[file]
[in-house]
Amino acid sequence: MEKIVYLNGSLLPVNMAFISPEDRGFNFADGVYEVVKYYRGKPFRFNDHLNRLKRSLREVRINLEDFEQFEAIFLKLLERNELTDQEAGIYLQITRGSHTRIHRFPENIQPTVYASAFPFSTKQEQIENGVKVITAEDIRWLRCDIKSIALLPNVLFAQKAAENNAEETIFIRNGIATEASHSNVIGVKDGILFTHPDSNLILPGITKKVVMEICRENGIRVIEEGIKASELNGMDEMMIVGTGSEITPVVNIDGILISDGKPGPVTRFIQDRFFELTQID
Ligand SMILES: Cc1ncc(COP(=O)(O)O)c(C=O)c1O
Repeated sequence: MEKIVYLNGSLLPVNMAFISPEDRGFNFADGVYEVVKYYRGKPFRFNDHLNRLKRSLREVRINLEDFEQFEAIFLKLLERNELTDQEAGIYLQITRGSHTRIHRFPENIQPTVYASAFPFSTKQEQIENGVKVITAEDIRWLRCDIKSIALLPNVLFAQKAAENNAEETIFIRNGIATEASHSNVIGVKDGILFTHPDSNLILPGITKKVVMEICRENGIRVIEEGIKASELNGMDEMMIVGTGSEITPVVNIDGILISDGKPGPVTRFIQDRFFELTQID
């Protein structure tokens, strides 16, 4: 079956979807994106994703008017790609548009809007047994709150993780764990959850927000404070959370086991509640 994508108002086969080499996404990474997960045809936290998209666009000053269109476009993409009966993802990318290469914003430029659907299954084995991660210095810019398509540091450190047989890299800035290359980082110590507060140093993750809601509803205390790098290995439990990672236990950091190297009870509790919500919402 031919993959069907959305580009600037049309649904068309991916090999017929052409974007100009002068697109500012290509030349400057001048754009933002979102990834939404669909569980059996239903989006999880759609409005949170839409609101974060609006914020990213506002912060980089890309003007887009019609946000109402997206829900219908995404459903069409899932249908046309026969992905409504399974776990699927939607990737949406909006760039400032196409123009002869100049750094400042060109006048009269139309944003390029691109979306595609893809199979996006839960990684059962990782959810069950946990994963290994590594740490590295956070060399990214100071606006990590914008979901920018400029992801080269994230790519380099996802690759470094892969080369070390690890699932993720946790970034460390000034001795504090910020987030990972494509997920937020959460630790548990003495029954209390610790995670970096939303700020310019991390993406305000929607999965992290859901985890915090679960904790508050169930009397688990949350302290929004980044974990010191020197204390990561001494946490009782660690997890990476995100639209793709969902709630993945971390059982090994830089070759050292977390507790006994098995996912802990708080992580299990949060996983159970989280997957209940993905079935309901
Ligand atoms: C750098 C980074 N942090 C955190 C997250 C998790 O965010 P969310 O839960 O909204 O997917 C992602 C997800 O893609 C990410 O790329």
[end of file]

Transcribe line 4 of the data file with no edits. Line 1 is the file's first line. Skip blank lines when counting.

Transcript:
Repeated sequence: MEKIVYLNGSLLPVNMAFISPEDRGFNFADGVYEVVKYYRGKPFRFNDHLNRLKRSLREVRINLEDFEQFEAIFLKLLERNELTDQEAGIYLQITRGSHTRIHRFPENIQPTVYASAFPFSTKQEQIENGVKVITAEDIRWLRCDIKSIALLPNVLFAQKAAENNAEETIFIRNGIATEASHSNVIGVKDGILFTHPDSNLILPGITKKVVMEICRENGIRVIEEGIKASELNGMDEMMIVGTGSEITPVVNIDGILISDGKPGPVTRFIQDRFFELTQID